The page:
Watch the Crease
The strangest part about the position the Vancouver Canucks currently find themselves in is not only that Roberto Luongo is the first starter benched in a playoffs that has seen Luongo-esque performances by Marc-Andre Fleury, Ilya Bryzgalov, Martin Brodeur and Jose Theodore, but also that this is the first Vancouver playoff meltdown in the Luongo era that isn’t his fault even one bit.
The move to start Cory Schneider was purely tactical. Luongo was probably the best Canuck in the first two games but the team in front of him was lethargic and out of sync, so Alain Vigneault made the goaltending switch in order to snap the Canucks out of their funk.
Unfortunately, Schneider ran into the same problem Luongo faced in the first two games.
It doesn’t matter how good you are in net if the team in front of you can’t get a goal or two.
So what happens next? The lingering goaltending debate was due to be solved this summer, I assume, but no one thought the season would be on the verge of ending so soon.
Lu or Schu, the Canucks need to allow less goals Wednesday night. (Photo - Jonathan Hayward/Canadian Press)
If the Canucks go back to Luongo, they’re riding him to either four straight wins or one more loss. It means Cory Schneider‘s brilliant Game 3 could very well be his last in a Canucks uniform.
If the Canucks go with Schneider, a whole can of worms gets opened up this summer about Luongo’s role on the team and where he could possibly be pawned off to.
After all, Alain Vigneault would reveal yesterday only that he was “going to play the goaltender I feel is going to give us the best chance to win”, a standard cryptic non-answer but one that also hides a perhaps a kernal of insight into the off-season.
Can Alain Vigneault go with the goalie who gives him a better chance to win and not have the Canucks stand by that pick this summer? (Of coruse, this point is moot if Vigneault winds up fired.)
This is why the announcement is so interesting, it’s not just the starter for Game 4, it could be the starter going forward. With that in mind, let’s break down the pros and cons of each goalie.
Pros: He’s been the de-facto 1A all season and aside from the hiccups in October and March, he quietly put together his most consistent season as a Canuck.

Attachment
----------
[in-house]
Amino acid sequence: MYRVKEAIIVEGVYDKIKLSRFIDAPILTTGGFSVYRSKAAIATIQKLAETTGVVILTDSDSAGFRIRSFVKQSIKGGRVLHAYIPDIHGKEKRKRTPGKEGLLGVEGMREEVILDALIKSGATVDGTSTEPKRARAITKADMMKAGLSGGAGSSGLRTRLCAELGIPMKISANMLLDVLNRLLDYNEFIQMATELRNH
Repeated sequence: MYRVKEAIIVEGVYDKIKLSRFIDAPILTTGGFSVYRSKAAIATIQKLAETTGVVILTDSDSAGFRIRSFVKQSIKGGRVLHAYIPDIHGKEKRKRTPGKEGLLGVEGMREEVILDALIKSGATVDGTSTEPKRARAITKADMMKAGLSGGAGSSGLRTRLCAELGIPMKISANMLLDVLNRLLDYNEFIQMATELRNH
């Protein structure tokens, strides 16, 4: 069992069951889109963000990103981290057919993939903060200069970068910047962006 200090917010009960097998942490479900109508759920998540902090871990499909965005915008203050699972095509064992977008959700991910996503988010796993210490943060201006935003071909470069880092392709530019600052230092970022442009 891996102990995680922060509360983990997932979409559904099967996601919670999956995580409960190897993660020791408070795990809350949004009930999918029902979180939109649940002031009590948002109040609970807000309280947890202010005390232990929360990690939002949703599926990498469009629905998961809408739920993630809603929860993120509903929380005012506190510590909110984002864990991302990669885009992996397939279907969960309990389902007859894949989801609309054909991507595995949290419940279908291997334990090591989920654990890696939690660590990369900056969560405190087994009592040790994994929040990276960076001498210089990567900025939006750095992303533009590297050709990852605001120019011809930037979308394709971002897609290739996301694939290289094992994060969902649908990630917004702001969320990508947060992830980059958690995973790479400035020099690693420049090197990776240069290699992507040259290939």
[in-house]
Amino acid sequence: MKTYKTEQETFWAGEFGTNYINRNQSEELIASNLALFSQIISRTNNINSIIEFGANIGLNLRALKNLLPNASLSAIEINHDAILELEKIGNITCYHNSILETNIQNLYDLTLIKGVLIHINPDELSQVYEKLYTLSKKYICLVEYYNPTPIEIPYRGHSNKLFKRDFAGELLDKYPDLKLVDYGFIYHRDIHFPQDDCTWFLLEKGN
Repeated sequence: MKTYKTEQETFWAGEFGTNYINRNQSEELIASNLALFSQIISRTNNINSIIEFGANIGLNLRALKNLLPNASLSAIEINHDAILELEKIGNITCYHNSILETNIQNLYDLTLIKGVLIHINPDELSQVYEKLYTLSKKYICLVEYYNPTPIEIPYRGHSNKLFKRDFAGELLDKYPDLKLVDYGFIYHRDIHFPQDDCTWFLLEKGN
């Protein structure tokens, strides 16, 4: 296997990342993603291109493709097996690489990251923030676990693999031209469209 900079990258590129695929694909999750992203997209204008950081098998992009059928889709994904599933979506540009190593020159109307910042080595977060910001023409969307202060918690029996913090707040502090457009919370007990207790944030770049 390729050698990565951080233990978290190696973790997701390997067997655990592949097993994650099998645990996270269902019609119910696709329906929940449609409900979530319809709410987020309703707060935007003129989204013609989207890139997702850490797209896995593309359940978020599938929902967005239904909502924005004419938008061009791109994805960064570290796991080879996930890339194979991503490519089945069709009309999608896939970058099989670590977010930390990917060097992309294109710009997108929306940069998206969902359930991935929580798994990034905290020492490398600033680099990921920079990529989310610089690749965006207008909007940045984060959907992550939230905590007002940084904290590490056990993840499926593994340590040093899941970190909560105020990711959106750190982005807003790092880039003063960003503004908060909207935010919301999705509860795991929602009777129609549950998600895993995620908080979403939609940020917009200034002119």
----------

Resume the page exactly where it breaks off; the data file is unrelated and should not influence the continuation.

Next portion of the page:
His resume as well is a bit more padded than Schneider’s, what with the gold medal, world championships, and all that playoff experience. Luongo has seen these high-pressure situations before and (mostly) comes out on top.
The ex-Captain is one of the faces of the franchise and it’s hard to see the Canucks cut ties with him after failing to both stop pucks and score goals in Games 1 and 2.
Luongo is a franchise goalie, one you don’t dump simply because you have a kid who could be a franchise goalie one day.
Cons: 7oun8o. The definition of insanity is trying the same over and over and expecting different results. Roberto Luongo has proved that as good as he can be, he’s also a ticking time-bomb ready to implode the entire season.
Add in that contract, and if you have a chance to flip him to a team that will be happy to use him just to make the playoffs and maybe win a round, do it.
Do it before you go insane.
Can Alain Vigneault go with the goalie who gives him a better chance to win and not have the Canucks stand by that pick this summer?
Pros: With his unflappable cool demeanour, Cory Schneider is the antithesis to Roberto Luongo. He’s proven this year that he can deliver high quality starts despite riding the pine for 5-10 days at a time.
He doesn’t need a warming up period like Luongo does, simply set him and forget him.
He’s also younger, cheaper, and hasn’t had his mind broken by the market yet.
Cons: The things that make Schneider perhaps a more attractive choice also make more attractive trade bait. You could get a much nicer return for Schneider and since Luongo is no slouch, wouldn’t that make the team as a whole better?
After all, the playoffs aren’t a pure goaltending competition, just ask the Canucks this year whether scoring goals is important too.
Advantage: Man, I don’t know. This is why I don’t get paid to make hockey decisions and just write about them.L
Like the first three games, if the Canucks can’t score, you could start myself and have just as a good chance to win.
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© Richard Hodges for North West Sports Beat, 2012. |
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Post tags: 2012 NHL playoffs
, Alain Vigneault
, Canucks Blog
, Cory Schneider
, Cory Schneider vs. Roberto Luongo
, Game 4
, Game Four
, Ilya Bryzgalov
, Jose Theodore
, Marc-Andre Fleury
, Martin Brodeur
, NHL Playoffs
, Roberto Luongo
, Vancouver Canucks